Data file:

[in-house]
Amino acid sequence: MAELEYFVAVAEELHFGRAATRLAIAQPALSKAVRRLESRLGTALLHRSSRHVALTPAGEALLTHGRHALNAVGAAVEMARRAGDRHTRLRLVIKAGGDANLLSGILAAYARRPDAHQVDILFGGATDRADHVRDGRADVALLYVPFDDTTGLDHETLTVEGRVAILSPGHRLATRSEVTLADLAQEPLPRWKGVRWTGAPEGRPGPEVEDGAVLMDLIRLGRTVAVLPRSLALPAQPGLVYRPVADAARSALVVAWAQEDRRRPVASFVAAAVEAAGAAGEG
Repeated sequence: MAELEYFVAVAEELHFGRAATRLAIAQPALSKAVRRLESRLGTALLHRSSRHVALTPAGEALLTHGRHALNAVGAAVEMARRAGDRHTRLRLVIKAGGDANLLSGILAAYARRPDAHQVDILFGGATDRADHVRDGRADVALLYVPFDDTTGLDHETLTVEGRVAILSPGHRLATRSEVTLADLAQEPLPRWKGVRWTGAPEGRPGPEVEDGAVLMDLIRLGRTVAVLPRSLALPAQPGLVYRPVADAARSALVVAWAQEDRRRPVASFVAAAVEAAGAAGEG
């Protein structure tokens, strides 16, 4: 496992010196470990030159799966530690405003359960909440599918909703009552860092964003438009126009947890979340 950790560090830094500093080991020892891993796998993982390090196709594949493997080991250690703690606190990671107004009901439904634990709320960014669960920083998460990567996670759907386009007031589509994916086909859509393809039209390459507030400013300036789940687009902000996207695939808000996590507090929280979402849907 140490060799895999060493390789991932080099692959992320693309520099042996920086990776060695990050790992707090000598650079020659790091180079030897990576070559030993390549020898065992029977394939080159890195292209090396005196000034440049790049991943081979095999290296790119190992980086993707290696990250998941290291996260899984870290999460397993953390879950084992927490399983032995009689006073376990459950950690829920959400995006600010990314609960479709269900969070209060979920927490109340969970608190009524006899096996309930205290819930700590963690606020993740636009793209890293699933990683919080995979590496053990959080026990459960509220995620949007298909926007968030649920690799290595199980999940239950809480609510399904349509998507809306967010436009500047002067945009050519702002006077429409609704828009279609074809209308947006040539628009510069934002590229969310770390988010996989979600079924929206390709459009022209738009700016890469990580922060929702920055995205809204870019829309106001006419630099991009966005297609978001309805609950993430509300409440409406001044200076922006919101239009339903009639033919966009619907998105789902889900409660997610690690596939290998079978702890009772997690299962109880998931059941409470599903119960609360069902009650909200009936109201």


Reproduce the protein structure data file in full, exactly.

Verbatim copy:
[in-house]
Amino acid sequence: MAELEYFVAVAEELHFGRAATRLAIAQPALSKAVRRLESRLGTALLHRSSRHVALTPAGEALLTHGRHALNAVGAAVEMARRAGDRHTRLRLVIKAGGDANLLSGILAAYARRPDAHQVDILFGGATDRADHVRDGRADVALLYVPFDDTTGLDHETLTVEGRVAILSPGHRLATRSEVTLADLAQEPLPRWKGVRWTGAPEGRPGPEVEDGAVLMDLIRLGRTVAVLPRSLALPAQPGLVYRPVADAARSALVVAWAQEDRRRPVASFVAAAVEAAGAAGEG
Repeated sequence: MAELEYFVAVAEELHFGRAATRLAIAQPALSKAVRRLESRLGTALLHRSSRHVALTPAGEALLTHGRHALNAVGAAVEMARRAGDRHTRLRLVIKAGGDANLLSGILAAYARRPDAHQVDILFGGATDRADHVRDGRADVALLYVPFDDTTGLDHETLTVEGRVAILSPGHRLATRSEVTLADLAQEPLPRWKGVRWTGAPEGRPGPEVEDGAVLMDLIRLGRTVAVLPRSLALPAQPGLVYRPVADAARSALVVAWAQEDRRRPVASFVAAAVEAAGAAGEG
């Protein structure tokens, strides 16, 4: 496992010196470990030159799966530690405003359960909440599918909703009552860092964003438009126009947890979340 950790560090830094500093080991020892891993796998993982390090196709594949493997080991250690703690606190990671107004009901439904634990709320960014669960920083998460990567996670759907386009007031589509994916086909859509393809039209390459507030400013300036789940687009902000996207695939808000996590507090929280979402849907 140490060799895999060493390789991932080099692959992320693309520099042996920086990776060695990050790992707090000598650079020659790091180079030897990576070559030993390549020898065992029977394939080159890195292209090396005196000034440049790049991943081979095999290296790119190992980086993707290696990250998941290291996260899984870290999460397993953390879950084992927490399983032995009689006073376990459950950690829920959400995006600010990314609960479709269900969070209060979920927490109340969970608190009524006899096996309930205290819930700590963690606020993740636009793209890293699933990683919080995979590496053990959080026990459960509220995620949007298909926007968030649920690799290595199980999940239950809480609510399904349509998507809306967010436009500047002067945009050519702002006077429409609704828009279609074809209308947006040539628009510069934002590229969310770390988010996989979600079924929206390709459009022209738009700016890469990580922060929702920055995205809204870019829309106001006419630099991009966005297609978001309805609950993430509300409440409406001044200076922006919101239009339903009639033919966009619907998105789902889900409660997610690690596939290998079978702890009772997690299962109880998931059941409470599903119960609360069902009650909200009936109201």